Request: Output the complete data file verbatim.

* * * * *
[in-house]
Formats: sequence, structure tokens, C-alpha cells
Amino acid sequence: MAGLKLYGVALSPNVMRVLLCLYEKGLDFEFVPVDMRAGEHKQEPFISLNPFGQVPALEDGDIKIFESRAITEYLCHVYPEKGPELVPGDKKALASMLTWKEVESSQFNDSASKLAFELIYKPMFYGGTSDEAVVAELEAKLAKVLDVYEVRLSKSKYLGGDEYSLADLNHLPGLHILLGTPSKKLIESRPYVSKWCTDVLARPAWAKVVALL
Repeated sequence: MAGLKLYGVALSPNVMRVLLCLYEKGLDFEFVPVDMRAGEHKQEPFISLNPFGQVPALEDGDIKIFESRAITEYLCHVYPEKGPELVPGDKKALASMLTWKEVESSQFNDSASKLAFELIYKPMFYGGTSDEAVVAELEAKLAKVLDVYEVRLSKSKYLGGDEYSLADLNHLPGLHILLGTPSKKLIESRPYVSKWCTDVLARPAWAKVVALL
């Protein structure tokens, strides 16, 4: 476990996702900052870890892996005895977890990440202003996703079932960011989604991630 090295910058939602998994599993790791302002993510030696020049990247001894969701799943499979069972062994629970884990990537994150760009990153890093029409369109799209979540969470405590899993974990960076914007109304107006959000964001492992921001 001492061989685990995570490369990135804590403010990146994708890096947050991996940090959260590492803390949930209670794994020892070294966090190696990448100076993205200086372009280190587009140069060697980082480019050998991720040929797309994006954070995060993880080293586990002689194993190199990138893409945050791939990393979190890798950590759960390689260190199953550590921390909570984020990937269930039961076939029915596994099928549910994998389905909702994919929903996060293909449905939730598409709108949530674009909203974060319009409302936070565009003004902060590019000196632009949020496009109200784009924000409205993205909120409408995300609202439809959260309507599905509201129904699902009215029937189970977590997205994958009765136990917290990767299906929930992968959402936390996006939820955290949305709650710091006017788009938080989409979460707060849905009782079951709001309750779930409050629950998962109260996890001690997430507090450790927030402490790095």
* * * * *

[in-house]
Formats: sequence, structure tokens, C-alpha cells
Amino acid sequence: MAGLKLYGVALSPNVMRVLLCLYEKGLDFEFVPVDMRAGEHKQEPFISLNPFGQVPALEDGDIKIFESRAITEYLCHVYPEKGPELVPGDKKALASMLTWKEVESSQFNDSASKLAFELIYKPMFYGGTSDEAVVAELEAKLAKVLDVYEVRLSKSKYLGGDEYSLADLNHLPGLHILLGTPSKKLIESRPYVSKWCTDVLARPAWAKVVALL
Repeated sequence: MAGLKLYGVALSPNVMRVLLCLYEKGLDFEFVPVDMRAGEHKQEPFISLNPFGQVPALEDGDIKIFESRAITEYLCHVYPEKGPELVPGDKKALASMLTWKEVESSQFNDSASKLAFELIYKPMFYGGTSDEAVVAELEAKLAKVLDVYEVRLSKSKYLGGDEYSLADLNHLPGLHILLGTPSKKLIESRPYVSKWCTDVLARPAWAKVVALL
């Protein structure tokens, strides 16, 4: 476990996702900052870890892996005895977890990440202003996703079932960011989604991630 090295910058939602998994599993790791302002993510030696020049990247001894969701799943499979069972062994629970884990990537994150760009990153890093029409369109799209979540969470405590899993974990960076914007109304107006959000964001492992921001 001492061989685990995570490369990135804590403010990146994708890096947050991996940090959260590492803390949930209670794994020892070294966090190696990448100076993205200086372009280190587009140069060697980082480019050998991720040929797309994006954070995060993880080293586990002689194993190199990138893409945050791939990393979190890798950590759960390689260190199953550590921390909570984020990937269930039961076939029915596994099928549910994998389905909702994919929903996060293909449905939730598409709108949530674009909203974060319009409302936070565009003004902060590019000196632009949020496009109200784009924000409205993205909120409408995300609202439809959260309507599905509201129904699902009215029937189970977590997205994958009765136990917290990767299906929930992968959402936390996006939820955290949305709650710091006017788009938080989409979460707060849905009782079951709001309750779930409050629950998962109260996890001690997430507090450790927030402490790095």